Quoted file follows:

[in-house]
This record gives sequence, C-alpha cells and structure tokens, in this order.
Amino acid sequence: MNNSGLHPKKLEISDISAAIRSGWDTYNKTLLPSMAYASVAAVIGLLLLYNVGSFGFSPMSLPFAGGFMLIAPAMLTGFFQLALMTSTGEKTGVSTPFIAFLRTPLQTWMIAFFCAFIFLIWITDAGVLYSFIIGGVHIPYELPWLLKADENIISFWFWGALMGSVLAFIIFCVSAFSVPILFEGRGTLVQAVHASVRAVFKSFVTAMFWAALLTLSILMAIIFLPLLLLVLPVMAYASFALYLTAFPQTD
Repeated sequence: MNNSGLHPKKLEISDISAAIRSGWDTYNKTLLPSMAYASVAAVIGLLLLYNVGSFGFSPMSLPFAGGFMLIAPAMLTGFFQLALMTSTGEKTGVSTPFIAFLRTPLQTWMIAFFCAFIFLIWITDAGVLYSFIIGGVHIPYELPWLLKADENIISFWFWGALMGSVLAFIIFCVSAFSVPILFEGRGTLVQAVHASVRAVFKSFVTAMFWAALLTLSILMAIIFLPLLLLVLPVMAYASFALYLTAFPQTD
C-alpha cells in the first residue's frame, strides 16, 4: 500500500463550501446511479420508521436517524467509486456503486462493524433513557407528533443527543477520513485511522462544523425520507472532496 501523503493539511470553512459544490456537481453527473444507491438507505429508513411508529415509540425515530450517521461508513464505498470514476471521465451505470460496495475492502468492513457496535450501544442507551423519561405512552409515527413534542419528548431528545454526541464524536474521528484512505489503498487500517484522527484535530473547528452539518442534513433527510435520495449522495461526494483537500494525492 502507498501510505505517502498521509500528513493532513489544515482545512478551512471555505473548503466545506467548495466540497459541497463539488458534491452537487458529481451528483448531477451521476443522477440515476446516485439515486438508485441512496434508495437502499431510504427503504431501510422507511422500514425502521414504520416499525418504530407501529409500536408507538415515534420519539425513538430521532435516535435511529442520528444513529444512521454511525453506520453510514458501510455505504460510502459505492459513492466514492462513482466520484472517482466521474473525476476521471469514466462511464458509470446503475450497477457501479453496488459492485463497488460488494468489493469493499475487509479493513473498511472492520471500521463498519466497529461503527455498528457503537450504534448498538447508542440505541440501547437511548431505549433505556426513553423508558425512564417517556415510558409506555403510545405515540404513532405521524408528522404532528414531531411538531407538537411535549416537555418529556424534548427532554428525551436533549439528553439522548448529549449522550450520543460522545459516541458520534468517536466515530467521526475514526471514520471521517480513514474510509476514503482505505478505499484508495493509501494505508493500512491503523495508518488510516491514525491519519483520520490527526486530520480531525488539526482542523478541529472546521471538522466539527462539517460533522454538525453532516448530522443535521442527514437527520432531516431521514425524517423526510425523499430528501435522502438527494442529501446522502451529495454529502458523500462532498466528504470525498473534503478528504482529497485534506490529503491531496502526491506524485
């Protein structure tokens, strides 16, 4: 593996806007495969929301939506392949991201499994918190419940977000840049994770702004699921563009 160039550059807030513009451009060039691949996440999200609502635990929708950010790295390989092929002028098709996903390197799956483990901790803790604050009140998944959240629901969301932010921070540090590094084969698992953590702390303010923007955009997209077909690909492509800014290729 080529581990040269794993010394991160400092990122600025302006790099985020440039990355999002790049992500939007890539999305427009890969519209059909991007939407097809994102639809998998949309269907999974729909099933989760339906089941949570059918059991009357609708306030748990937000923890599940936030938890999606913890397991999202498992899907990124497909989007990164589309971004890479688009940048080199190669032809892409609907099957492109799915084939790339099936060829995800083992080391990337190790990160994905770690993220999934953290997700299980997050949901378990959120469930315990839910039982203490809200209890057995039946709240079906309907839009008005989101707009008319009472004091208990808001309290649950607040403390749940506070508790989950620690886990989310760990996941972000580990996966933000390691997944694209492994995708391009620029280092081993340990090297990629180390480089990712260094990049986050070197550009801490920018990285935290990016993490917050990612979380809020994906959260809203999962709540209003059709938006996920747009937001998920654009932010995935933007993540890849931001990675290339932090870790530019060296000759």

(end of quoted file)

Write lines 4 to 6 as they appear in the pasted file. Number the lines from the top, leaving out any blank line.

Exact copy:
Repeated sequence: MNNSGLHPKKLEISDISAAIRSGWDTYNKTLLPSMAYASVAAVIGLLLLYNVGSFGFSPMSLPFAGGFMLIAPAMLTGFFQLALMTSTGEKTGVSTPFIAFLRTPLQTWMIAFFCAFIFLIWITDAGVLYSFIIGGVHIPYELPWLLKADENIISFWFWGALMGSVLAFIIFCVSAFSVPILFEGRGTLVQAVHASVRAVFKSFVTAMFWAALLTLSILMAIIFLPLLLLVLPVMAYASFALYLTAFPQTD
C-alpha cells in the first residue's frame, strides 16, 4: 500500500463550501446511479420508521436517524467509486456503486462493524433513557407528533443527543477520513485511522462544523425520507472532496 501523503493539511470553512459544490456537481453527473444507491438507505429508513411508529415509540425515530450517521461508513464505498470514476471521465451505470460496495475492502468492513457496535450501544442507551423519561405512552409515527413534542419528548431528545454526541464524536474521528484512505489503498487500517484522527484535530473547528452539518442534513433527510435520495449522495461526494483537500494525492 502507498501510505505517502498521509500528513493532513489544515482545512478551512471555505473548503466545506467548495466540497459541497463539488458534491452537487458529481451528483448531477451521476443522477440515476446516485439515486438508485441512496434508495437502499431510504427503504431501510422507511422500514425502521414504520416499525418504530407501529409500536408507538415515534420519539425513538430521532435516535435511529442520528444513529444512521454511525453506520453510514458501510455505504460510502459505492459513492466514492462513482466520484472517482466521474473525476476521471469514466462511464458509470446503475450497477457501479453496488459492485463497488460488494468489493469493499475487509479493513473498511472492520471500521463498519466497529461503527455498528457503537450504534448498538447508542440505541440501547437511548431505549433505556426513553423508558425512564417517556415510558409506555403510545405515540404513532405521524408528522404532528414531531411538531407538537411535549416537555418529556424534548427532554428525551436533549439528553439522548448529549449522550450520543460522545459516541458520534468517536466515530467521526475514526471514520471521517480513514474510509476514503482505505478505499484508495493509501494505508493500512491503523495508518488510516491514525491519519483520520490527526486530520480531525488539526482542523478541529472546521471538522466539527462539517460533522454538525453532516448530522443535521442527514437527520432531516431521514425524517423526510425523499430528501435522502438527494442529501446522502451529495454529502458523500462532498466528504470525498473534503478528504482529497485534506490529503491531496502526491506524485
């Protein structure tokens, strides 16, 4: 593996806007495969929301939506392949991201499994918190419940977000840049994770702004699921563009 160039550059807030513009451009060039691949996440999200609502635990929708950010790295390989092929002028098709996903390197799956483990901790803790604050009140998944959240629901969301932010921070540090590094084969698992953590702390303010923007955009997209077909690909492509800014290729 080529581990040269794993010394991160400092990122600025302006790099985020440039990355999002790049992500939007890539999305427009890969519209059909991007939407097809994102639809998998949309269907999974729909099933989760339906089941949570059918059991009357609708306030748990937000923890599940936030938890999606913890397991999202498992899907990124497909989007990164589309971004890479688009940048080199190669032809892409609907099957492109799915084939790339099936060829995800083992080391990337190790990160994905770690993220999934953290997700299980997050949901378990959120469930315990839910039982203490809200209890057995039946709240079906309907839009008005989101707009008319009472004091208990808001309290649950607040403390749940506070508790989950620690886990989310760990996941972000580990996966933000390691997944694209492994995708391009620029280092081993340990090297990629180390480089990712260094990049986050070197550009801490920018990285935290990016993490917050990612979380809020994906959260809203999962709540209003059709938006996920747009937001998920654009932010995935933007993540890849931001990675290339932090870790530019060296000759």